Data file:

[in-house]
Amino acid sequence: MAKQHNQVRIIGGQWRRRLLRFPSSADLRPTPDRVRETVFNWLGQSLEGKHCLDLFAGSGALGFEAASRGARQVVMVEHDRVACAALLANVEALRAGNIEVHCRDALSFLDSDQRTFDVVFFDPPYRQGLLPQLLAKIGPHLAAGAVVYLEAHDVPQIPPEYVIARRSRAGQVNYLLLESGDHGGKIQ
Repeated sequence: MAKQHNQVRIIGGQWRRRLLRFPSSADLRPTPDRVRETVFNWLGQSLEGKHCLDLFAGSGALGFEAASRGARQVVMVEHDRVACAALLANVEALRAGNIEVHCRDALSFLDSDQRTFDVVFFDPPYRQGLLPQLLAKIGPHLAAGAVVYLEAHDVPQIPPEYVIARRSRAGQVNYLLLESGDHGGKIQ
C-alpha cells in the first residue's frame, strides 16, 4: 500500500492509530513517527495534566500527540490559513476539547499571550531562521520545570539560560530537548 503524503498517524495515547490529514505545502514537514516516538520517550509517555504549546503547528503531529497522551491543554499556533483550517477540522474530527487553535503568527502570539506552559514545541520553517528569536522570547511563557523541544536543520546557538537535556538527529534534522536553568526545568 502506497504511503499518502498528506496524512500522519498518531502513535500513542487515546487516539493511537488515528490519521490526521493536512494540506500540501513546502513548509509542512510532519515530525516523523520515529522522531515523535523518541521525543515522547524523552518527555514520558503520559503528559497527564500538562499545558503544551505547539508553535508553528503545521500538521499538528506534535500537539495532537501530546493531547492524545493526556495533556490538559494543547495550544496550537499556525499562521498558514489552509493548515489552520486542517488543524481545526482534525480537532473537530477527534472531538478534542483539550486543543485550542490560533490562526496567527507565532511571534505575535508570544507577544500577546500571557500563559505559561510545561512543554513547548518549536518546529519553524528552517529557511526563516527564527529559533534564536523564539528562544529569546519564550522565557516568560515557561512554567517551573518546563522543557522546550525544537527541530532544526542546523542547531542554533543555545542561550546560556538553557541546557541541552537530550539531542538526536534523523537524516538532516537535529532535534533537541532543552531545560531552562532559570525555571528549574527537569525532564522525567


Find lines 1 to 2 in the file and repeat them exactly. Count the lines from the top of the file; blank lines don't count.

[in-house]
Amino acid sequence: MAKQHNQVRIIGGQWRRRLLRFPSSADLRPTPDRVRETVFNWLGQSLEGKHCLDLFAGSGALGFEAASRGARQVVMVEHDRVACAALLANVEALRAGNIEVHCRDALSFLDSDQRTFDVVFFDPPYRQGLLPQLLAKIGPHLAAGAVVYLEAHDVPQIPPEYVIARRSRAGQVNYLLLESGDHGGKIQ